Following failure to respond to antibiotic therapy, contrast-enhanced CT (CECT) and CE-MRI were requested for further evaluation of the lesion. Contrast-enhanced CT demonstrated a cystic appearing mass (attenuation: 20–25 HU) with peripheral internal vascularity (Figure 2a and b). MRI revealed T2 hyperintensity with heterogeneous internal content and fluid-fluid levels (Figure 3a and b). Areas of variable T1 hyperintensity were also seen, possibly due to haemorrhagic components of varying ages (Figure 3c). No enhancing solid tissue was seen within the lesion on post-contrast (gadopentetate dimeglumine) T1 weighted (T1W) images except for a few peripheral enhancing vessels as seen on CECT (Figure 3d). Diffusion-weighted images (DWI) revealed variable signal with foci of restricted diffusion (Figure 4a and b), corresponding to the haemorrhagic and necrotic areas.

FIGURE 2: (a) Axial contrast-enhanced CT images demonstrating the cystic appearance of the mass with eccentric internal vascularity (red arrow heads); (b) Sagittal maximum intensity projection image showing a tortuous artery supplying the periphery of the lesion as denoted by the black arrow.

FIGURE 3: (a) Axial and (b) coronal T2W images showing a hyperintense cystic appearing lesion with heterogeneous internal components and fluid-fluid levels; (c) Axial T1W image revealing hyperintense, internal haemorrhagic contents; (d) Post-contrast T1W image indicating only peripheral vascularity (red arrow heads) with no obvious internal solid enhancing soft tissue.

FIGURE 4: (a) Axial diffusion-weighted images image at b = 800 sec/mm2 shows heterogeneous content with hyperintensity areas that reveal low signal on the corresponding apparent diffusion coefficient map (b), indicating diffusion restriction. This was related to the internal haemorrhage and necrotic tissue. White arrows mark a focal haemorrhagic focus (marked T1 hyperintensity as seen in Figure 3C), showing significant restricted diffusion.

A core needle biopsy was performed under USG guidance, using an 18G semi-automatic gun; however, the pathology was inconclusive because of the predominant necrotic material obtained during the biopsy procedure. Microbiological analysis of the biopsy sample was negative for bacteria, fungi, Entamoeba and parasites. Due to the non-resolving condition and inconclusive diagnosis, the patient finally underwent a right hepatectomy with removal of the lesion approximately 16 days after hospitalisation. The resected specimen revealed a large soft and friable tumour. The cut surface of the specimen revealed components of haemorrhage, necrosis and gelatinous material. There were no intra-operative or postoperative complications, and the patient was discharged on the 11th postoperative day in a stable condition.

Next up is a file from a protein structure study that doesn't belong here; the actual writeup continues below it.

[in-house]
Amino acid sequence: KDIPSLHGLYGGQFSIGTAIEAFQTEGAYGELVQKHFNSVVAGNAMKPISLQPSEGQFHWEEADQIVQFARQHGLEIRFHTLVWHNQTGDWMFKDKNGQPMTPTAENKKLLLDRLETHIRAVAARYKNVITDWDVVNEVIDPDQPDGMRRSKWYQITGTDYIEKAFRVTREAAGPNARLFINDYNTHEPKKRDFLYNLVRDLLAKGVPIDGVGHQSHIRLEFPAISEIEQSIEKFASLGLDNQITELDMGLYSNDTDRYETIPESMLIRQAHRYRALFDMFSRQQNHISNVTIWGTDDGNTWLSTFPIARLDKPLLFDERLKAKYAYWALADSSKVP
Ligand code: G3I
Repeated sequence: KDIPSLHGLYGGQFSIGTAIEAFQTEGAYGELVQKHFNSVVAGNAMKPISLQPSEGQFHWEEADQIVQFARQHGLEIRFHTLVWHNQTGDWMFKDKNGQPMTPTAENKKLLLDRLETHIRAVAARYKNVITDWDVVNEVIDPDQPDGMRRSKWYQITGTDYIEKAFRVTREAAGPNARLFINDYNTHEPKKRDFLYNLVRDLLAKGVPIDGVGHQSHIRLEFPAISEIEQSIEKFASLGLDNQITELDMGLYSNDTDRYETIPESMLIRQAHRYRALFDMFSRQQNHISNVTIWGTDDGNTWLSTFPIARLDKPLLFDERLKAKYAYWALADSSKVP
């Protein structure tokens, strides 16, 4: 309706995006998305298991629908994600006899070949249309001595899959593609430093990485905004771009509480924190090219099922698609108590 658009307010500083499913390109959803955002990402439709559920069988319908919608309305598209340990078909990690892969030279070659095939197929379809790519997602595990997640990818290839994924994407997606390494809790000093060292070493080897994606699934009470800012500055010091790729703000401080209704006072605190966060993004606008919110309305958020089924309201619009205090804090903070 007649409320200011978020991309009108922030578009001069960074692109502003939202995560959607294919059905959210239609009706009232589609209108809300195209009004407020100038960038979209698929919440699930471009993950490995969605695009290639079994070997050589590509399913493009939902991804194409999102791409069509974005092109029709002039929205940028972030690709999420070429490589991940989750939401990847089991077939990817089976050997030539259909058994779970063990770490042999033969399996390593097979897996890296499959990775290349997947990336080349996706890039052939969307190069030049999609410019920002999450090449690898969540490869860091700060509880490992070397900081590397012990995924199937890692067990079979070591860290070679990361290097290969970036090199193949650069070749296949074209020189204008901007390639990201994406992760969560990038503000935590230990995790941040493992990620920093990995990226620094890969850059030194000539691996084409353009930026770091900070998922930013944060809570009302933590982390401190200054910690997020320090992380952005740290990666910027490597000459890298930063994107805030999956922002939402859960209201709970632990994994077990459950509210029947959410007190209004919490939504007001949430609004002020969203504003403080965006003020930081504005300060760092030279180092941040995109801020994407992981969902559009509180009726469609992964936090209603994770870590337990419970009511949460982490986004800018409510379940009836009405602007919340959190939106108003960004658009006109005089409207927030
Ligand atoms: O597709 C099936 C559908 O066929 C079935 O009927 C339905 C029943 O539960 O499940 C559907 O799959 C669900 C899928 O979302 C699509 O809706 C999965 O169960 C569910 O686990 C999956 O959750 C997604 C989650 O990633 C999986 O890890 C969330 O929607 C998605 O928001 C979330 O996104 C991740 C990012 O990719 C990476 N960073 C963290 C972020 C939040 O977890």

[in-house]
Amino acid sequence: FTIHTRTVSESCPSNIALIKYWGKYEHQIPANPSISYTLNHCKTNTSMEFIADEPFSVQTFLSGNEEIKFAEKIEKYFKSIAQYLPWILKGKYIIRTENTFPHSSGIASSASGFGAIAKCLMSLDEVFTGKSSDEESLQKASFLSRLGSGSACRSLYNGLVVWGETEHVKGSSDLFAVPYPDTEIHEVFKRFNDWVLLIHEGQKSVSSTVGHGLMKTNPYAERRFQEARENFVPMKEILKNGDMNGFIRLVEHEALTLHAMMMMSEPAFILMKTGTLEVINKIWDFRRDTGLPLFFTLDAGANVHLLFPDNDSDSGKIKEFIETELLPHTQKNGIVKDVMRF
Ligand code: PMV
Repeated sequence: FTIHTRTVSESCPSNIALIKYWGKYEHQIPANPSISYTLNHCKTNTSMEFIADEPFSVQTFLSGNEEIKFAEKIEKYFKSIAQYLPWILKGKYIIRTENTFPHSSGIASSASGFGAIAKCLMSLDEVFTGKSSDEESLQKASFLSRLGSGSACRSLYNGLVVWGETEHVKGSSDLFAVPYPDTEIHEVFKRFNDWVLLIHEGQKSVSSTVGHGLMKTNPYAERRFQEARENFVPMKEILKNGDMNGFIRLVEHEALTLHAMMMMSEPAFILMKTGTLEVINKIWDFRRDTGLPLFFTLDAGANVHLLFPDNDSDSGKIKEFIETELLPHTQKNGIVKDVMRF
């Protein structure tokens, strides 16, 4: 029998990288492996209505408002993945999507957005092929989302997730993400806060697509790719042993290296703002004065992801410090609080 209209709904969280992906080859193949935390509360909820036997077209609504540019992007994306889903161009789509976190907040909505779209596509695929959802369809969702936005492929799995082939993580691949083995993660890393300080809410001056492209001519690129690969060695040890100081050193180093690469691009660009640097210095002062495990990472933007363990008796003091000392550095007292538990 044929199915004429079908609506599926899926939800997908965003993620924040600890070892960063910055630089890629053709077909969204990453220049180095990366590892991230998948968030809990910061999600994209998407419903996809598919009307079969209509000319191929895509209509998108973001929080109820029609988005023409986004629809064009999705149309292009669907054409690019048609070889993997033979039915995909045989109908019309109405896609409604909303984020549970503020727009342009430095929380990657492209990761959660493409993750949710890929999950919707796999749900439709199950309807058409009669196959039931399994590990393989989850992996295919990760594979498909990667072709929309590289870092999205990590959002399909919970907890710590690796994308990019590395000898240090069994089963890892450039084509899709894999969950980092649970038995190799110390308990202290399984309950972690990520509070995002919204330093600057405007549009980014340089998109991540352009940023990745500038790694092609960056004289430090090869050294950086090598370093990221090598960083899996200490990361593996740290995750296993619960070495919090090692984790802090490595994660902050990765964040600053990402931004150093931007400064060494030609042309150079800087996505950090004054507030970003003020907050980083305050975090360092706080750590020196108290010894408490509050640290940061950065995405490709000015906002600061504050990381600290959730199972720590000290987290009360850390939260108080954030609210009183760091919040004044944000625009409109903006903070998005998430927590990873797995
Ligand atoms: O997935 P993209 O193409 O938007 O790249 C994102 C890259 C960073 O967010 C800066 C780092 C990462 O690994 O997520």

Histopathological analysis of the resected specimen indicated that the tumour was composed of sheets of spindle cells with cellular pleomorphism, indistinct cytoplasm and hyperchromatic nuclei. Immunohistochemistry showed CD10 membrane positivity, vimentin reactivity in spindle cells and negativity for Myo D1. These findings were suggestive of UES.

Postoperatively, the patient received six cycles of chemotherapy (vincristine + cyclophosphamide + epirubicin). He was asymptomatic with no recurrence on the last follow-up at 11 months after surgery.


Undifferentiated embryonal sarcoma is an uncommon malignancy of undifferentiated mesenchymal cells. It accounts for only 0.1% of surgically resected primary liver masses.1 Undifferentiated embryonal sarcoma is most commonly seen between 6 and 10 years of age; however, it has been reported in adult patients as well.5 Clinical manifestations are usually non-specific. Children present with abdominal pain, loss of appetite and weight and a mildly tender abdominal lump. Some patients may have fever and elevated leukocyte counts which cause difficulty in differentiating it from other hepatic pathologies, such as a liver abscess or complicated hepatic hydatid cyst.2,3 In a recent case series of 10 patients, fever was one of the manifestations in eight of 10 patients.6 A few patients present to the emergency department with acute abdominal pain because of tumour rupture and bleeding.2

Unlike other common paediatric hepatic tumours such as hepatoblastoma and hepatocellular carcinoma (HCC), AFP levels are usually not elevated in UES, which is an additional clue to its diagnosis. Alternatively, LDH levels can be elevated in about 70% – 75% of cases; however, the cause is still unclear.2,3,6